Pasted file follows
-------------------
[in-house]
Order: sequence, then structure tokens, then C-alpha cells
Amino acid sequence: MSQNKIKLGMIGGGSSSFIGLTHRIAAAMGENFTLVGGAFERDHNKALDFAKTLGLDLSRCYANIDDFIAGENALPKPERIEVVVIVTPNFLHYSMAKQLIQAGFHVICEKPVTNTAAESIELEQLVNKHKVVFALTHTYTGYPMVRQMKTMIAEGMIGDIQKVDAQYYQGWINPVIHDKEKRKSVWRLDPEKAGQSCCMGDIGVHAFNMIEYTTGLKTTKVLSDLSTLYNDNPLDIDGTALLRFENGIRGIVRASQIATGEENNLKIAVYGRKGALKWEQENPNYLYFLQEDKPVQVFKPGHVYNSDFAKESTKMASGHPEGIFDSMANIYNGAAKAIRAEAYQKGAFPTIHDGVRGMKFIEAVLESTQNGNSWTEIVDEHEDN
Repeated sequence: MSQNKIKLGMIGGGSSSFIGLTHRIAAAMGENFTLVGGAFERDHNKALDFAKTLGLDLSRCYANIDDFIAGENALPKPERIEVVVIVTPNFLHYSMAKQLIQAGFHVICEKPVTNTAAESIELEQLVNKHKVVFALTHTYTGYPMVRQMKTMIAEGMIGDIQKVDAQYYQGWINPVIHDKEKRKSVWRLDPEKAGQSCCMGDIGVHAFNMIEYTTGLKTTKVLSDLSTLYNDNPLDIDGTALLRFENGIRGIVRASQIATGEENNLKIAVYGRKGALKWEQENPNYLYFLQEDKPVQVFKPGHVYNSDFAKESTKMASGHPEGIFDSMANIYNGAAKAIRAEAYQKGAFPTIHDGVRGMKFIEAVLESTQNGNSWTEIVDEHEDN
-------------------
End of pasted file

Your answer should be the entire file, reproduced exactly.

[in-house]
Order: sequence, then structure tokens, then C-alpha cells
Amino acid sequence: MSQNKIKLGMIGGGSSSFIGLTHRIAAAMGENFTLVGGAFERDHNKALDFAKTLGLDLSRCYANIDDFIAGENALPKPERIEVVVIVTPNFLHYSMAKQLIQAGFHVICEKPVTNTAAESIELEQLVNKHKVVFALTHTYTGYPMVRQMKTMIAEGMIGDIQKVDAQYYQGWINPVIHDKEKRKSVWRLDPEKAGQSCCMGDIGVHAFNMIEYTTGLKTTKVLSDLSTLYNDNPLDIDGTALLRFENGIRGIVRASQIATGEENNLKIAVYGRKGALKWEQENPNYLYFLQEDKPVQVFKPGHVYNSDFAKESTKMASGHPEGIFDSMANIYNGAAKAIRAEAYQKGAFPTIHDGVRGMKFIEAVLESTQNGNSWTEIVDEHEDN
Repeated sequence: MSQNKIKLGMIGGGSSSFIGLTHRIAAAMGENFTLVGGAFERDHNKALDFAKTLGLDLSRCYANIDDFIAGENALPKPERIEVVVIVTPNFLHYSMAKQLIQAGFHVICEKPVTNTAAESIELEQLVNKHKVVFALTHTYTGYPMVRQMKTMIAEGMIGDIQKVDAQYYQGWINPVIHDKEKRKSVWRLDPEKAGQSCCMGDIGVHAFNMIEYTTGLKTTKVLSDLSTLYNDNPLDIDGTALLRFENGIRGIVRASQIATGEENNLKIAVYGRKGALKWEQENPNYLYFLQEDKPVQVFKPGHVYNSDFAKESTKMASGHPEGIFDSMANIYNGAAKAIRAEAYQKGAFPTIHDGVRGMKFIEAVLESTQNGNSWTEIVDEHEDN